War Poet.ca - A CFAP Project by Suzanne Steele

more on that ethics thing

I hosted a discussion with other artists yesterday, Ethics and the Art of Witness. I spoke of the artist as confessor, activist, priest, teacher, seer, shaman, trickster. I said sometimes I think we comfort the afflicted and afflict the comfortable, to borrow that old descriptor of the Padres.

my good and faithful friend Murray* who translates, edits, comments about my work through the night vision goggles of his Jesuit education, believes we artists are filters through whom reality is sieved and that we witness through our ethics. (mine having its roots in gospel of social justice).

yesterday I spoke of the ethical challenges I face daily as I wrestle with old-fashioned concepts as objectivity, subjectivity. when I am told so much, see, hear, even feel so much. the intimate. the fearful. the suffering. the joy. the bizarre. the terrifying. the hilarious. the politically incorrect. the very correct… how much do I use for my work? is it using or am I the conduit. the pipe. the tube as one of the young artists I recently met, describes us.

Erin, a photographer working with at risk youth believes we must “use” what we see/hear/feel. that it is a moral obligation.

then what about our intimate relationships? how can we write about those closest to us when they can’t write about us? how fair is this? can we in any way?

May Day, my fictional project, is one way I address this dilemma. everything in May Day has happened either to someone I’ve met, or to me. but in May Day I’ve jumbled up ages, sexes, rank, locations etc. for example, I am NOT the young dancer (that’s laughable to say the least), NEVER EVER had an affair with a married soldier though many believed from the writing that I had. (it made me laugh out loud. it made me think, I guess I got something right.) but with May Day I can explore the dislocation of the soldier, the dancer, psychological as well as physical. and May Day is really about longing and loss.

my good and faithful friend Diane* believes that as artists, our fluency, our ease with words or images or ? sometimes gives others the sense we are more empathic. that we have more insight. that we perhaps are able to articulate the suffering of others in such a way that the sufferers are grateful or find relief.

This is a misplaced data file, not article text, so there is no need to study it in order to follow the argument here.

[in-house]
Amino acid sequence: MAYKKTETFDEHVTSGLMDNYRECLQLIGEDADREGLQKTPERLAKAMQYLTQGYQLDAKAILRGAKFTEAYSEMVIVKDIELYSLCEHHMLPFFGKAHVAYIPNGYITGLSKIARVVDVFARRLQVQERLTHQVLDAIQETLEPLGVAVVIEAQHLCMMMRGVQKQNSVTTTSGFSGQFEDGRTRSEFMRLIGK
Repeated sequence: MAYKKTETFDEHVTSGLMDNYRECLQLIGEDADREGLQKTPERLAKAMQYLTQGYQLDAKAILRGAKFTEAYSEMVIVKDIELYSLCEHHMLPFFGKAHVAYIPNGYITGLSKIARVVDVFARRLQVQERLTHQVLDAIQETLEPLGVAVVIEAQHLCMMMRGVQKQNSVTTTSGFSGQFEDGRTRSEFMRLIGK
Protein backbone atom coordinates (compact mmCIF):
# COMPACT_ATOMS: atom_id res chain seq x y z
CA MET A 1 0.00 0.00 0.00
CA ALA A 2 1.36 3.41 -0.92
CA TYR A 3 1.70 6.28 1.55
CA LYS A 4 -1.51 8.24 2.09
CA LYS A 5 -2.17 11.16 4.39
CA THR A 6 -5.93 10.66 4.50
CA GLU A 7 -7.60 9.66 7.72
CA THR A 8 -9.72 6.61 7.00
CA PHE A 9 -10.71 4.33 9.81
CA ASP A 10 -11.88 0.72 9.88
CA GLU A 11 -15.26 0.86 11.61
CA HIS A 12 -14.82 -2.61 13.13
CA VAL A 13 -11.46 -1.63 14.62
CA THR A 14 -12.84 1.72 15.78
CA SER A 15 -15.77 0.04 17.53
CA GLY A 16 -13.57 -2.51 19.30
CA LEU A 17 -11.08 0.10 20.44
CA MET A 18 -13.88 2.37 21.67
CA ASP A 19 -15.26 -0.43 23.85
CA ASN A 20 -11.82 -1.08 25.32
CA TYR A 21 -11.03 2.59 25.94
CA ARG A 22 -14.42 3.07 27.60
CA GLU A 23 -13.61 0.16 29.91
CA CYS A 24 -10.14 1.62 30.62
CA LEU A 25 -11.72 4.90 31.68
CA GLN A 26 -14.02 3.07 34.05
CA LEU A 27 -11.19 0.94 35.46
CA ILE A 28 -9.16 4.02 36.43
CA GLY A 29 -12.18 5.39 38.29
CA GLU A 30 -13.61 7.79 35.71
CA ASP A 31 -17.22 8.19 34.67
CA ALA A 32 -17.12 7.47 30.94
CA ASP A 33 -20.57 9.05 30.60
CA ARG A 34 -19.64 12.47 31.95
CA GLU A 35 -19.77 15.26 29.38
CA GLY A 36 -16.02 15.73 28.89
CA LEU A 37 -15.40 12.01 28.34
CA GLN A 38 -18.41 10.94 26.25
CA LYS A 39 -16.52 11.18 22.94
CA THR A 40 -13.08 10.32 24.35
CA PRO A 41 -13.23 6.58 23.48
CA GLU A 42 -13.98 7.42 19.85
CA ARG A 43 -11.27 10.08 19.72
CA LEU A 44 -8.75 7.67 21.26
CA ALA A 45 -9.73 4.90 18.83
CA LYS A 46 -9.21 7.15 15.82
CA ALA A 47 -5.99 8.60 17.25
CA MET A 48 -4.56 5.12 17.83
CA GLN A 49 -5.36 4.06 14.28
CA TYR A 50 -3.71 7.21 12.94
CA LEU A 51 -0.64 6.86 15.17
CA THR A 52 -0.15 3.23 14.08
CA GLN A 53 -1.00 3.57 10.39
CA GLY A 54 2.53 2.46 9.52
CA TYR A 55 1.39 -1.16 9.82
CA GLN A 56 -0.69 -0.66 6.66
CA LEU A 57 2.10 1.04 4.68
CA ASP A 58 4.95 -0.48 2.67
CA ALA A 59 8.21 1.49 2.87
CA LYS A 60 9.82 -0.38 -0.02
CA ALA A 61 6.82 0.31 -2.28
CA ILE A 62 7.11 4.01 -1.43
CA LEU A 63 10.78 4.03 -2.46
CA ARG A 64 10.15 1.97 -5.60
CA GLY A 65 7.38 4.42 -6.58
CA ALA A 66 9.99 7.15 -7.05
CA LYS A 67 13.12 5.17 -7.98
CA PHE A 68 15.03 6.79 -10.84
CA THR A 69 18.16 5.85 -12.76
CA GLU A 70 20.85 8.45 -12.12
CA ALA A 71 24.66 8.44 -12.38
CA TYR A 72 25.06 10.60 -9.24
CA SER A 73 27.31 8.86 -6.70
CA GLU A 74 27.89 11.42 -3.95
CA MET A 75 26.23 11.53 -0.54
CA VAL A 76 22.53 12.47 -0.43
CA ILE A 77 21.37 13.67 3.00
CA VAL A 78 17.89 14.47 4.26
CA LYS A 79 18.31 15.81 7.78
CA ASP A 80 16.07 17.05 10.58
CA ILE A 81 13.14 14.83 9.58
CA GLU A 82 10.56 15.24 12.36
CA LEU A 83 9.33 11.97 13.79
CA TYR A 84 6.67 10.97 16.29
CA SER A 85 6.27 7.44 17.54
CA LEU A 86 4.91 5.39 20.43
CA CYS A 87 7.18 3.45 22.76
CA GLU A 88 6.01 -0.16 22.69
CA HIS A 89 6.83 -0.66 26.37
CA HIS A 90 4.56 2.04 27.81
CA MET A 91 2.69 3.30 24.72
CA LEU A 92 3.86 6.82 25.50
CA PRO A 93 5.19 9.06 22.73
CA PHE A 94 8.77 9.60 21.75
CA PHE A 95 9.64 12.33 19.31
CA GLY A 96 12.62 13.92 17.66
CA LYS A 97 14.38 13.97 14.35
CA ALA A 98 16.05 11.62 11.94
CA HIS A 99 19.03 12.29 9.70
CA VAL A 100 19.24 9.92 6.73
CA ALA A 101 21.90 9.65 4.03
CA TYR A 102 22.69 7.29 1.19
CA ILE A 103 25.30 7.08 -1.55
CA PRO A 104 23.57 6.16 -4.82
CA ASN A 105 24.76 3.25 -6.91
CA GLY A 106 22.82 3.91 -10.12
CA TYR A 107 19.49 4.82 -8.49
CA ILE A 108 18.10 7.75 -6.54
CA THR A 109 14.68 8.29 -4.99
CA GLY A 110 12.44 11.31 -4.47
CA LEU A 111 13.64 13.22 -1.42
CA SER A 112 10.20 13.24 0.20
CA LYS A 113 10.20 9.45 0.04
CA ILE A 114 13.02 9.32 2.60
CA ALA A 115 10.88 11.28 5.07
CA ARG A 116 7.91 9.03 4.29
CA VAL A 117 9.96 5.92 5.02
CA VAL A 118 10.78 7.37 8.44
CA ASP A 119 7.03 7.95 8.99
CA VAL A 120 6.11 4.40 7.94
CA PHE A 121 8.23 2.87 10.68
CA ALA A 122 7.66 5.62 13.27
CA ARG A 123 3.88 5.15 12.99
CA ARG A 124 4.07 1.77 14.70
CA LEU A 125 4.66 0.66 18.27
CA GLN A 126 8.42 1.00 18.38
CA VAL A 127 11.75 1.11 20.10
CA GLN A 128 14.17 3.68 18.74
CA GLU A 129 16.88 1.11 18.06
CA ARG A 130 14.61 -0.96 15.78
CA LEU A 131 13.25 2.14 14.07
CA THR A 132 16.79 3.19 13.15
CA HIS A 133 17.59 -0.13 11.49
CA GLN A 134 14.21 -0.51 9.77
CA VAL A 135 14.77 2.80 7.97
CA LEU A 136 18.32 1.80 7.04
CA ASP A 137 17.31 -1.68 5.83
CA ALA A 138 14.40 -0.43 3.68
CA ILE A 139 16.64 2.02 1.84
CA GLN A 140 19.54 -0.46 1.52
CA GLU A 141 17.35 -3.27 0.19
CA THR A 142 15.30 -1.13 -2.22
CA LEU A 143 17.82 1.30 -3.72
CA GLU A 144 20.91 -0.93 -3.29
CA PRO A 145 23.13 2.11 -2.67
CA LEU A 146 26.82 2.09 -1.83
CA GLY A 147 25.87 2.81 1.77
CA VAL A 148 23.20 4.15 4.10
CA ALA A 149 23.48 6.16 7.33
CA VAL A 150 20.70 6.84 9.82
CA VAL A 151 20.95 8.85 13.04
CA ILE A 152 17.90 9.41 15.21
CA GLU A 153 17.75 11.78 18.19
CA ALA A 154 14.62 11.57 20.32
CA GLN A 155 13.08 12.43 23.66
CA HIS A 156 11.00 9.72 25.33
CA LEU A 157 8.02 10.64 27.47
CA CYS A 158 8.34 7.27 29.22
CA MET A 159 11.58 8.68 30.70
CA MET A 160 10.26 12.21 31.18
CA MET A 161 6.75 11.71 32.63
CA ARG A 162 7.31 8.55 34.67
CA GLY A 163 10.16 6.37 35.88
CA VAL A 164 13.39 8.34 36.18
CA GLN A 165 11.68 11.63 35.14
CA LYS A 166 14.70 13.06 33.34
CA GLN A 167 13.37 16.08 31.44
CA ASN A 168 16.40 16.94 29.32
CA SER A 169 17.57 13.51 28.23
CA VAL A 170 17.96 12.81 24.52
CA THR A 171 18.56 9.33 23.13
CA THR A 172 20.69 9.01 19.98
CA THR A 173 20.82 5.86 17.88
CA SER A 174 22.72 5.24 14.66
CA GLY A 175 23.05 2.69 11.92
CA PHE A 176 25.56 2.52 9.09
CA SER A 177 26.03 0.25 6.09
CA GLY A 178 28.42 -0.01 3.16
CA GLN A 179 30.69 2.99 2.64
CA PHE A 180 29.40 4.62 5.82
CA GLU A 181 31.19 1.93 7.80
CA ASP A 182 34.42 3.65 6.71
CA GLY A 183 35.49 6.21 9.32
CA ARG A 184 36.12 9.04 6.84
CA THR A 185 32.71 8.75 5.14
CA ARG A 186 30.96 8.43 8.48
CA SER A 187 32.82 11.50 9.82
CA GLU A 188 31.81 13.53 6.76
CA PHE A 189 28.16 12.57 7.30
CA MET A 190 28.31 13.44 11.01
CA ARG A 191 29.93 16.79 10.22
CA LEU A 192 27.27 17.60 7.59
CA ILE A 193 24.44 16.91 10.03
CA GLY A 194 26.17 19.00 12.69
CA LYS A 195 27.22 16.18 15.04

and in the times of money and power and the devalueance (I made that up) of our elders, perhaps the artist is turned to as the wise ones. (though most often artists are looked upon as decorators to be honest).

another good and faithful friend David* Pike teaches critical thinking. he has a framework for solving ethical challenges. IOC.

Ideals
Obligations
Consequences

nice. simple. clear. practical.

I shall try this. when next I write.

through this discussion yesterday, and my preparation for it by reading, then speaking with the 2 D’s, I think the word that rang loudest for me and which I hope may be found in some of what I do, and that was David’s word

mercy

I hope, I sincerely hope through all of this, especially as I am nearing the end of this writing, that within, some mercy may be found.


*good and faithful = “oh sure I haven’t seen or heard from you in a year but I’m so happy to see you even for 1/2 hour. can we pick you up at the airport? your bedroom is ready!”


1 Comment (Closed)

Alex VanderWoude

I would not call you a “pipe” or “tube”, because you do not simply post your raw scribblings unedited. “Sieve”, as your friend Murray suggests, comes a lot closer. Your posts may sometimes be rough and unpolished, but at the very least you consider what effect posting the material will have on the people involved, and thus you pick and choose and sometimes discard or obscure or gloss over. This winnowing should not be considered censorship or dishonesty, but rather the intersection between artistic intuition about what is interesting and relevant, and plain old decency with regard to people’s feelings. The troops and their families who have let you in to their lives deserve this sort of consideration, and you recognize and honor that. In other words, you are making correct ethical choices.

Mar 31 2011 · 21:37

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The page you're reading contains a single diary entry entitled more on that ethics thing. It was posted here on March 30, 2011.

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